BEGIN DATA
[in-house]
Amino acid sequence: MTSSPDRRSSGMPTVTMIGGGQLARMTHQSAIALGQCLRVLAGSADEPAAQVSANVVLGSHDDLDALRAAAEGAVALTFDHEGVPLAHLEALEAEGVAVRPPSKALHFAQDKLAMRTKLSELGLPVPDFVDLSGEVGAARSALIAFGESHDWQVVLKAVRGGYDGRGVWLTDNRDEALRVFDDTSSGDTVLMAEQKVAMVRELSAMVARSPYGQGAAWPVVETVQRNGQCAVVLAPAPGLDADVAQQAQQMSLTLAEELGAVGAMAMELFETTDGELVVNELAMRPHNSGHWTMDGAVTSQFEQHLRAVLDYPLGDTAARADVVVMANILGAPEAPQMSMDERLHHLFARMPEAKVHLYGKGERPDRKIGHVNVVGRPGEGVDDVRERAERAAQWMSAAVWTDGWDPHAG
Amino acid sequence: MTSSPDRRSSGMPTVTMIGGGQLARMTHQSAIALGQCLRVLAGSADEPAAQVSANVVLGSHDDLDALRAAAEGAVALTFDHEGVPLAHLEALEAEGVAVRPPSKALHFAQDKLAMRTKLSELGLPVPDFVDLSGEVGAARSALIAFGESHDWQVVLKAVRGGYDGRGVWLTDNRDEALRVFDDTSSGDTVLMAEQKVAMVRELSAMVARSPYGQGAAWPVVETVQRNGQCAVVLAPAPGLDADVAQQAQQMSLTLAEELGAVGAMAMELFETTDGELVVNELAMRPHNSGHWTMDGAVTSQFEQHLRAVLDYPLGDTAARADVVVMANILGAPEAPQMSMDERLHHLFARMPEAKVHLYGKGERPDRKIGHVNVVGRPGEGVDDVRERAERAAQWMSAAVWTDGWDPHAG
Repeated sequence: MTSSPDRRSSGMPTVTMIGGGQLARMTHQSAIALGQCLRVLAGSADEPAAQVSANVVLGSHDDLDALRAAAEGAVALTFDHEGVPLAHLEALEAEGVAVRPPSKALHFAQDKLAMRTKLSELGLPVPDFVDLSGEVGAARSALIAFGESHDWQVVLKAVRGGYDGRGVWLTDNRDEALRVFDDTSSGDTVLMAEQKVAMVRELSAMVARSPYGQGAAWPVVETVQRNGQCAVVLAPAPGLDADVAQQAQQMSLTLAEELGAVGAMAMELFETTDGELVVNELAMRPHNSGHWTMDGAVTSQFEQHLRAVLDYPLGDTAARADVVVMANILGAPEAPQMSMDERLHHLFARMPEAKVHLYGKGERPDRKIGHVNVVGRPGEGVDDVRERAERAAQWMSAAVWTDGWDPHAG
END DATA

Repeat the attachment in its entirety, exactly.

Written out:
[in-house]
Amino acid sequence: MTSSPDRRSSGMPTVTMIGGGQLARMTHQSAIALGQCLRVLAGSADEPAAQVSANVVLGSHDDLDALRAAAEGAVALTFDHEGVPLAHLEALEAEGVAVRPPSKALHFAQDKLAMRTKLSELGLPVPDFVDLSGEVGAARSALIAFGESHDWQVVLKAVRGGYDGRGVWLTDNRDEALRVFDDTSSGDTVLMAEQKVAMVRELSAMVARSPYGQGAAWPVVETVQRNGQCAVVLAPAPGLDADVAQQAQQMSLTLAEELGAVGAMAMELFETTDGELVVNELAMRPHNSGHWTMDGAVTSQFEQHLRAVLDYPLGDTAARADVVVMANILGAPEAPQMSMDERLHHLFARMPEAKVHLYGKGERPDRKIGHVNVVGRPGEGVDDVRERAERAAQWMSAAVWTDGWDPHAG
Amino acid sequence: MTSSPDRRSSGMPTVTMIGGGQLARMTHQSAIALGQCLRVLAGSADEPAAQVSANVVLGSHDDLDALRAAAEGAVALTFDHEGVPLAHLEALEAEGVAVRPPSKALHFAQDKLAMRTKLSELGLPVPDFVDLSGEVGAARSALIAFGESHDWQVVLKAVRGGYDGRGVWLTDNRDEALRVFDDTSSGDTVLMAEQKVAMVRELSAMVARSPYGQGAAWPVVETVQRNGQCAVVLAPAPGLDADVAQQAQQMSLTLAEELGAVGAMAMELFETTDGELVVNELAMRPHNSGHWTMDGAVTSQFEQHLRAVLDYPLGDTAARADVVVMANILGAPEAPQMSMDERLHHLFARMPEAKVHLYGKGERPDRKIGHVNVVGRPGEGVDDVRERAERAAQWMSAAVWTDGWDPHAG
Repeated sequence: MTSSPDRRSSGMPTVTMIGGGQLARMTHQSAIALGQCLRVLAGSADEPAAQVSANVVLGSHDDLDALRAAAEGAVALTFDHEGVPLAHLEALEAEGVAVRPPSKALHFAQDKLAMRTKLSELGLPVPDFVDLSGEVGAARSALIAFGESHDWQVVLKAVRGGYDGRGVWLTDNRDEALRVFDDTSSGDTVLMAEQKVAMVRELSAMVARSPYGQGAAWPVVETVQRNGQCAVVLAPAPGLDADVAQQAQQMSLTLAEELGAVGAMAMELFETTDGELVVNELAMRPHNSGHWTMDGAVTSQFEQHLRAVLDYPLGDTAARADVVVMANILGAPEAPQMSMDERLHHLFARMPEAKVHLYGKGERPDRKIGHVNVVGRPGEGVDDVRERAERAAQWMSAAVWTDGWDPHAG